Mitchell v. Mitchell, 154 S.E.2d 71, 270 N.C. 253 (N.C., 1967)
154 S.E.2d 71
270 N.C. 253
George Cree MITCHELL
Geraldine Edwards MITCHELL.
Supreme Court of North Carolina.
May 3, 1967.
[270 N.C. 256] Boyce, Lake & Burns, Raleigh, for plaintiff appellee.
Harrell & Mattox, Greenville, for defendant appellant.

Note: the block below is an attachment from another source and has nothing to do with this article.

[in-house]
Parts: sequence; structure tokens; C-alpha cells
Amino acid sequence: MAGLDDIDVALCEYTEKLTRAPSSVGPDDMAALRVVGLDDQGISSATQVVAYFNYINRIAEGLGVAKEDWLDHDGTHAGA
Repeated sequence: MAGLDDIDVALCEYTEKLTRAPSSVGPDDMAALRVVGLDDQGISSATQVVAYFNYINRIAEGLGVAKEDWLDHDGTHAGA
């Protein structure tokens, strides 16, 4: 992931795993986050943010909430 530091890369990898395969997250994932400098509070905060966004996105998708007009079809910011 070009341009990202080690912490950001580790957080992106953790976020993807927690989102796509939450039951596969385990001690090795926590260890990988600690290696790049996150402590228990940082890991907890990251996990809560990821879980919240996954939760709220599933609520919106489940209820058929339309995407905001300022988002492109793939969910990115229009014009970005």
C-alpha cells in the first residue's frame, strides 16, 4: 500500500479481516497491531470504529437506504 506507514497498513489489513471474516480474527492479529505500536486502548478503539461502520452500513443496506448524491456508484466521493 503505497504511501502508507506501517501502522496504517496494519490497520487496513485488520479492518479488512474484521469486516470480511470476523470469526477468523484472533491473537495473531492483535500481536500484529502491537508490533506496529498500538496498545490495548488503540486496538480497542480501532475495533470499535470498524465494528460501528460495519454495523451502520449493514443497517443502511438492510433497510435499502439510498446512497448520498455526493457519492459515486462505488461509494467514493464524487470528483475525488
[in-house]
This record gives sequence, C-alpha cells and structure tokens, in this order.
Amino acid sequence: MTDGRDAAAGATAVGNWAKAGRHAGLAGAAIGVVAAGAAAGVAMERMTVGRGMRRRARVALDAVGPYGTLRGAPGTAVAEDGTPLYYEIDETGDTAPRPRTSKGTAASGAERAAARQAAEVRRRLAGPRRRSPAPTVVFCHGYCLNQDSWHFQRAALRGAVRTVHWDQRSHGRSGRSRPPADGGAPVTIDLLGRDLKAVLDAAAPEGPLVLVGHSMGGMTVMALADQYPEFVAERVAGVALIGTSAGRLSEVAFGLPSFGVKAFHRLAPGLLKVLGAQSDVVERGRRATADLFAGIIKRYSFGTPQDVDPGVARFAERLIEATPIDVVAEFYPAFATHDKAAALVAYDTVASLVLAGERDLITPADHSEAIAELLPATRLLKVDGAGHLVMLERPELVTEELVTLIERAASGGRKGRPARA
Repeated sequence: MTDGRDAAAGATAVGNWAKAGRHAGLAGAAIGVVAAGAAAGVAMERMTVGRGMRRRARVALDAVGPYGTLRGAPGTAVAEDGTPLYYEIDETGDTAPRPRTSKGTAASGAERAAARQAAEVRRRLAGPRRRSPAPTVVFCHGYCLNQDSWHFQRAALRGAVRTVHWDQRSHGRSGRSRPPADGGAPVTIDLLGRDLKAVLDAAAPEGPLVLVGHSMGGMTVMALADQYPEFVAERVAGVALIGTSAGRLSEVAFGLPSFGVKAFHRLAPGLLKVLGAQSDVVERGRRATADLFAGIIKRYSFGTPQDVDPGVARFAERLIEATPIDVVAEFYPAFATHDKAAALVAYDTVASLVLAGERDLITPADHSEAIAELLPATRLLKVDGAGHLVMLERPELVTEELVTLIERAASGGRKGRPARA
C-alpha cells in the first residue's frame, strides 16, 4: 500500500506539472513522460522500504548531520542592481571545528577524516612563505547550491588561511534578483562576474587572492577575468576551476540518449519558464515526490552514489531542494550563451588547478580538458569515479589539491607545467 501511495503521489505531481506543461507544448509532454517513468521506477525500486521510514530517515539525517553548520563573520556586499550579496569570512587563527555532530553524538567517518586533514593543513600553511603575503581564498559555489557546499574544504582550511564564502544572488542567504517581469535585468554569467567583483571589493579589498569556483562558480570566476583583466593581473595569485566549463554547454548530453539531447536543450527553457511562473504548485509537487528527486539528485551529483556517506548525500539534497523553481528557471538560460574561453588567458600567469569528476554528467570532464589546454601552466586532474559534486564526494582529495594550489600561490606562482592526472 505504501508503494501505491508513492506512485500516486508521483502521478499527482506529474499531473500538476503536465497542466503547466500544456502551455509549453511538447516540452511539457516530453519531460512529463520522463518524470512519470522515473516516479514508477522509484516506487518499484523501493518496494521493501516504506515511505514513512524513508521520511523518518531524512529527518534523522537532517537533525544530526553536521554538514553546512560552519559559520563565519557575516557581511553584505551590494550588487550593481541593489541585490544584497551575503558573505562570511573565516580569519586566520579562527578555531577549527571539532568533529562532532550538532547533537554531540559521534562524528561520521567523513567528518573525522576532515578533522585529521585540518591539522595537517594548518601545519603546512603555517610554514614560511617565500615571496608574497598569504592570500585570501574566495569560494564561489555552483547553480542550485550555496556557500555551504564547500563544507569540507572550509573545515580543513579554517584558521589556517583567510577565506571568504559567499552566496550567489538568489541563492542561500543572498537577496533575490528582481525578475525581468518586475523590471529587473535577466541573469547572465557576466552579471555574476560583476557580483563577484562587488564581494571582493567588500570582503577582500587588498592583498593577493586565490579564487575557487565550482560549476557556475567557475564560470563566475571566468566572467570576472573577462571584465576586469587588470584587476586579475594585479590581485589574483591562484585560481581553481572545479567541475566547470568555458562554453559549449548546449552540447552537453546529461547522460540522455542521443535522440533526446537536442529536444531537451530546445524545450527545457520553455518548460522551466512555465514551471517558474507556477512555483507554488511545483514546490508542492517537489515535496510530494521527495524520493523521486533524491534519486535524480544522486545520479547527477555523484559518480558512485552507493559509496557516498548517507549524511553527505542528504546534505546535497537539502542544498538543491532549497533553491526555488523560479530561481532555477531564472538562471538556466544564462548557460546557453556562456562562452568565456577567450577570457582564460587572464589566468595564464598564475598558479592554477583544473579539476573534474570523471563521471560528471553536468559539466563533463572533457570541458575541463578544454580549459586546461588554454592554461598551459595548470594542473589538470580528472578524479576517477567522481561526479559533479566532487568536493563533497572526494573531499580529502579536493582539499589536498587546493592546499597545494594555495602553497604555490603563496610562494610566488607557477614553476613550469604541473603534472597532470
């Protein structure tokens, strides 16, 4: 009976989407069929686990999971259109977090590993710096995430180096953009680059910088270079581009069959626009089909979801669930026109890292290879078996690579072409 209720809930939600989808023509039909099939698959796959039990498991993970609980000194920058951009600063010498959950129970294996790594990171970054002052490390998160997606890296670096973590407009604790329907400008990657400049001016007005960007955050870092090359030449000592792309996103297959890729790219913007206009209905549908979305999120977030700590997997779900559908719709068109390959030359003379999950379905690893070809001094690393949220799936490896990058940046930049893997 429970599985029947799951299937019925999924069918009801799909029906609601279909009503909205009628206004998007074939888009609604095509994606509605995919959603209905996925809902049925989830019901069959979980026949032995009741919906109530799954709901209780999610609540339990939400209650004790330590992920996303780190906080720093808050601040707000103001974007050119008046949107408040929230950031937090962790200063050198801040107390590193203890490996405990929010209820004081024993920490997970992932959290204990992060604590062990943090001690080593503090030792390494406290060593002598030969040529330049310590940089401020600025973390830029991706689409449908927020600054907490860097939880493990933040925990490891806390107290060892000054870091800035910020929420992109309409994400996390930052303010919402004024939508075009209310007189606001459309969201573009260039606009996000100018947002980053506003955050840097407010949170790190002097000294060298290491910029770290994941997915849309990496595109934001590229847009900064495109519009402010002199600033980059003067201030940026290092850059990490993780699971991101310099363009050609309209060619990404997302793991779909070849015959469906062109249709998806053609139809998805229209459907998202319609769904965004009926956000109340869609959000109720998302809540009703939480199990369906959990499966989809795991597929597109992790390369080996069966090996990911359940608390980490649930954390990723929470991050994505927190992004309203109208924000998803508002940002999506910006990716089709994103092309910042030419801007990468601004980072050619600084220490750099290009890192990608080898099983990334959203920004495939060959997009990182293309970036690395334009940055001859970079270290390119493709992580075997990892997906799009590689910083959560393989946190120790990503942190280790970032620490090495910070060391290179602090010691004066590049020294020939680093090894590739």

A contract between husband and wife whereby he agrees to pay specified sums for her support may not be enforced by contempt proceedings even though the agreement has the sanction and approval of the court. Holden v. Holden, 245 N.C. 1, 95 S.E.2d 118; Stanley v. Stanley, 226 N.C. 129, 37 S.E.2d 118; Brown v. Brown, 224 N.C. 556, 31 S.E.2d 529. When, however, a court having jurisdiction of the parties and the cause of action, adjudges and orders the husband to make specified payments to his wife for her support, his wilful failure to comply with the court’s judgment will subject him to attachment for contempt notwithstanding the judgment was based upon the parties’ agreement and entered by consent. Bunn v. Bunn, 262 N.C. 67, 136 S.E.2d 240; Stancil v. Stancil, 255 N.C. 507, 121 S.E.2d 882; Edmundson v. Edmundson, 222 N.C. 181, 22 S.E.2d 576; Davis v. Davis, 213 N.C. 537, 196 S.E. 819. See Smith v. Smith, 247 N.C. 223, 100 S.E.2d 370. This is true, ‘not because the parties have agreed to it, but because the judgment requires the payment.’ Sessions v. Sessions, 178 Minn. 75, 226 N.W. 211, 701. When the parties’ agreement with reference to the wife’s support is incorporated in the judgment, their contract is superseded by the court’s decree. The obligations imposed are those of the judgment, which is enforceable as such. Adkins v. Staker, 130 Ohio St. 198, 198 N.E. 575; accord, Gloth v. Gloth, 154 Va. 511, 153 S.E. 879, 71 A.L.R. 700. In such a case the wife has the option of enforcing the judgment by a rule of contempt or by execution, or both.